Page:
Free to be You and Me

I had a bad sleeping night last night, and as I was doing the downward blame-game spiral at 1 am, I read this:
Spiritual instruction teaches us to keep our focus on ourselves - not in an egocentric way but as a way of consciously managing our energy and power... learn what rather than who draws power from you. ...Your task is to learn the lesson that the teacher has for you rather than to resent the teacher. (Anatomy of the Spirit, Caroline Myss, p. 39)
So, as I lay curled up on the couch in the fetal position covered head to toe in a blanket, I took stock of things. What was my lesson? First of all, I realized that my physical position was telling me a lot: I was protecting myself. I mean, you don't curl up in a ball and hide under a blanket when you feel good about things.

What was I protecting myself from?

Protection. The Fetal Position... This is Root Chakra work. "The Right to Be Here." The right to take up space. The right to have my basic needs met. The ability to trust, to take care of myself, to be nourished, all comes back to this most basic of ideas. I have a right to be here. I have a right to have my needs met. I have a right to put myself before others when putting on the damn oxygen mask on a crashing plane.

I have those rights, but I have a tendency to put everyone else's needs first. I'll acquiesce, I'll understand, I'll shove it down because really what the other person needs in the moment is more important. I am hyper-attuned to what other people need. I feel other's energies. I know when they're anxious, sad, confused, angry, etc. Even if they don't always realize it or are trying to hide it. I put their needs first, because I can help. I understand.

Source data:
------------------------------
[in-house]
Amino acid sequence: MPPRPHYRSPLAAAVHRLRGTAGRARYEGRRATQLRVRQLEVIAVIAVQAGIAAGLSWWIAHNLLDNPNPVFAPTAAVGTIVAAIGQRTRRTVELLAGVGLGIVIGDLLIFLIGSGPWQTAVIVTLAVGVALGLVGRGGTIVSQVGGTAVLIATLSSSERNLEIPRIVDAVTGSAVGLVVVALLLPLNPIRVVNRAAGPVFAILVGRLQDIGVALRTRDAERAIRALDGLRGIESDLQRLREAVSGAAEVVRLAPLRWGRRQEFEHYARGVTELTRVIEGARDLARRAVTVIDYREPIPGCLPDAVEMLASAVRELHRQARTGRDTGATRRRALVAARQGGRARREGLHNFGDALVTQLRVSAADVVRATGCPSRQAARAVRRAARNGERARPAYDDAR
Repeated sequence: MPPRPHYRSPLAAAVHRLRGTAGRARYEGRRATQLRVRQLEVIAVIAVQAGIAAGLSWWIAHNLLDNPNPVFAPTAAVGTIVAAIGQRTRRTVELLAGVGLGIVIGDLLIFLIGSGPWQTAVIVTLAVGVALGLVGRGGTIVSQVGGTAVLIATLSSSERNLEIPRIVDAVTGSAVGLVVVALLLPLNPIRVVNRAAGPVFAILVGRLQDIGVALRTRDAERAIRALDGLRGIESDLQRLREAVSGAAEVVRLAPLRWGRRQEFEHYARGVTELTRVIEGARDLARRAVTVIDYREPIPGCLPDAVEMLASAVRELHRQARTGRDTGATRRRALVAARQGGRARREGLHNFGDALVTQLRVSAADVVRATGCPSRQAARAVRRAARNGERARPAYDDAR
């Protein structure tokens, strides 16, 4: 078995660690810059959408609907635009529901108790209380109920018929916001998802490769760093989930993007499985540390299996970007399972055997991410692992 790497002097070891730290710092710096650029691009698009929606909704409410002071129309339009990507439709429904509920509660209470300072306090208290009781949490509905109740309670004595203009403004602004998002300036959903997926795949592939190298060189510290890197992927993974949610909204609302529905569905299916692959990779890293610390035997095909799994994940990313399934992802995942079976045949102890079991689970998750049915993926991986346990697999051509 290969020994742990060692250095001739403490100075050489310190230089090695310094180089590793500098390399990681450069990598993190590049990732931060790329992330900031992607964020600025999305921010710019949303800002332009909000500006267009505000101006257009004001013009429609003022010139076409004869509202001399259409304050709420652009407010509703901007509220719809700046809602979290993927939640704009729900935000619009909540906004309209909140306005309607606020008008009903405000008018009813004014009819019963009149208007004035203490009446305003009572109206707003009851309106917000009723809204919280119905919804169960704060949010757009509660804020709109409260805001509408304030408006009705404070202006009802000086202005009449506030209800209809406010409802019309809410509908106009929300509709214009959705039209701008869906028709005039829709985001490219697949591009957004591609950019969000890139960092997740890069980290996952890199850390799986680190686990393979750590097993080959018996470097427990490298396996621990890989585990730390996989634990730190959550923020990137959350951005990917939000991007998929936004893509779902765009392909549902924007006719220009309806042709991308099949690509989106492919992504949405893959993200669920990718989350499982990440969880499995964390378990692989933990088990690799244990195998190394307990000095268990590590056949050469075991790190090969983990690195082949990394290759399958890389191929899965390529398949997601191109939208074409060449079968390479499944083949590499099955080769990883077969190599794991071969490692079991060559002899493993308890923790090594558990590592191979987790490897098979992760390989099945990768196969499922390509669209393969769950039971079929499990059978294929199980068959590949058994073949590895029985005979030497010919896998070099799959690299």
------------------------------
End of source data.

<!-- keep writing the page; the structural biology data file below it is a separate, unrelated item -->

Yesterday afternoon, poor Buddy had a Bad Day. We were at our new place for the inspection. I had been looking forward to this for days; it would be my opportunity to get to know the house better. I had never been in on an inspection before and was looking forward to learning about the process. But poor Buddy. He was not having his needs met. And he let us know, loudly and frenetically. I ended up babysitting him for almost two hours while the inspection was completed. I missed everything, including my chance to get into the house and really "meet" it.

This little episode triggered all my feelings of  being left-out, being put on the back burner for more pressing matters, and feeling like what I wanted was not at all important. THIS WAS NOT ANYONE'S INTENTION. In that moment, taking care of poor Buddy was the right thing to do and far more important than me listening to the inspector talk about the hot water tank. I was the one best able to do it. End of discussion.

You can't - and shouldn't - get everything you want. Life doesn't work that way. Sometimes sucking it up Buttercup is your lesson. But everyone - me, you, Buddy, every random person on the street - has a right to take up space, to be heard, to be seen. To exist.

The lesson is there for me to learn. I have a right to voice my needs. I have a right to have my needs met. If my needs are not getting met, I have a right to say so.

I have a right to be seen, to take up space, to be heard, to exist.

And so do you.



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